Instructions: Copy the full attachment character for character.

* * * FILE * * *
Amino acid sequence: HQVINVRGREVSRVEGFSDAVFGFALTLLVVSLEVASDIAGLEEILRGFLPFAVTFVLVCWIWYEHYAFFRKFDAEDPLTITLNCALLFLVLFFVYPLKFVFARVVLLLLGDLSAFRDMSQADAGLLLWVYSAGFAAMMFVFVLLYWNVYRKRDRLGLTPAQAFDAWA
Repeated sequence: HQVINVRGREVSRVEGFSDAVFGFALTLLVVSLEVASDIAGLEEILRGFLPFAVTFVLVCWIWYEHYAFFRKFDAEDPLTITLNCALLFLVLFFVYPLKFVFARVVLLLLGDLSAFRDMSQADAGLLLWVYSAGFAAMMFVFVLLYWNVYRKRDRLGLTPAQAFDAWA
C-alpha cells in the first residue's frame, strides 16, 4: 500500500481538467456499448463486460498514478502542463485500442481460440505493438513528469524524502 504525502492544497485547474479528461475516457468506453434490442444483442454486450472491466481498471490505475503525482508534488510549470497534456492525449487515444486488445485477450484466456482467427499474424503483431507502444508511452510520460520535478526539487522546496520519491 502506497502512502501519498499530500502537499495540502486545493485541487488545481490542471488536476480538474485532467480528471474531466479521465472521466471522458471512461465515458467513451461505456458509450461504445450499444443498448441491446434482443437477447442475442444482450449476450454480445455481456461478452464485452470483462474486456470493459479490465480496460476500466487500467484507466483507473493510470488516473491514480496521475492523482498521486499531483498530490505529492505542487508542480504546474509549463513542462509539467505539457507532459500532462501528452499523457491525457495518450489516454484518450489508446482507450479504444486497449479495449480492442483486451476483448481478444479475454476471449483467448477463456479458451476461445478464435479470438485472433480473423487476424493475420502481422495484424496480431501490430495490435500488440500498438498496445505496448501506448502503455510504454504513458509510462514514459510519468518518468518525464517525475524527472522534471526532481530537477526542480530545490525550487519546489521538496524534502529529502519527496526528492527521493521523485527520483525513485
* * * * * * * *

Amino acid sequence: HQVINVRGREVSRVEGFSDAVFGFALTLLVVSLEVASDIAGLEEILRGFLPFAVTFVLVCWIWYEHYAFFRKFDAEDPLTITLNCALLFLVLFFVYPLKFVFARVVLLLLGDLSAFRDMSQADAGLLLWVYSAGFAAMMFVFVLLYWNVYRKRDRLGLTPAQAFDAWA
Repeated sequence: HQVINVRGREVSRVEGFSDAVFGFALTLLVVSLEVASDIAGLEEILRGFLPFAVTFVLVCWIWYEHYAFFRKFDAEDPLTITLNCALLFLVLFFVYPLKFVFARVVLLLLGDLSAFRDMSQADAGLLLWVYSAGFAAMMFVFVLLYWNVYRKRDRLGLTPAQAFDAWA
C-alpha cells in the first residue's frame, strides 16, 4: 500500500481538467456499448463486460498514478502542463485500442481460440505493438513528469524524502 504525502492544497485547474479528461475516457468506453434490442444483442454486450472491466481498471490505475503525482508534488510549470497534456492525449487515444486488445485477450484466456482467427499474424503483431507502444508511452510520460520535478526539487522546496520519491 502506497502512502501519498499530500502537499495540502486545493485541487488545481490542471488536476480538474485532467480528471474531466479521465472521466471522458471512461465515458467513451461505456458509450461504445450499444443498448441491446434482443437477447442475442444482450449476450454480445455481456461478452464485452470483462474486456470493459479490465480496460476500466487500467484507466483507473493510470488516473491514480496521475492523482498521486499531483498530490505529492505542487508542480504546474509549463513542462509539467505539457507532459500532462501528452499523457491525457495518450489516454484518450489508446482507450479504444486497449479495449480492442483486451476483448481478444479475454476471449483467448477463456479458451476461445478464435479470438485472433480473423487476424493475420502481422495484424496480431501490430495490435500488440500498438498496445505496448501506448502503455510504454504513458509510462514514459510519468518518468518525464517525475524527472522534471526532481530537477526542480530545490525550487519546489521538496524534502529529502519527496526528492527521493521523485527520483525513485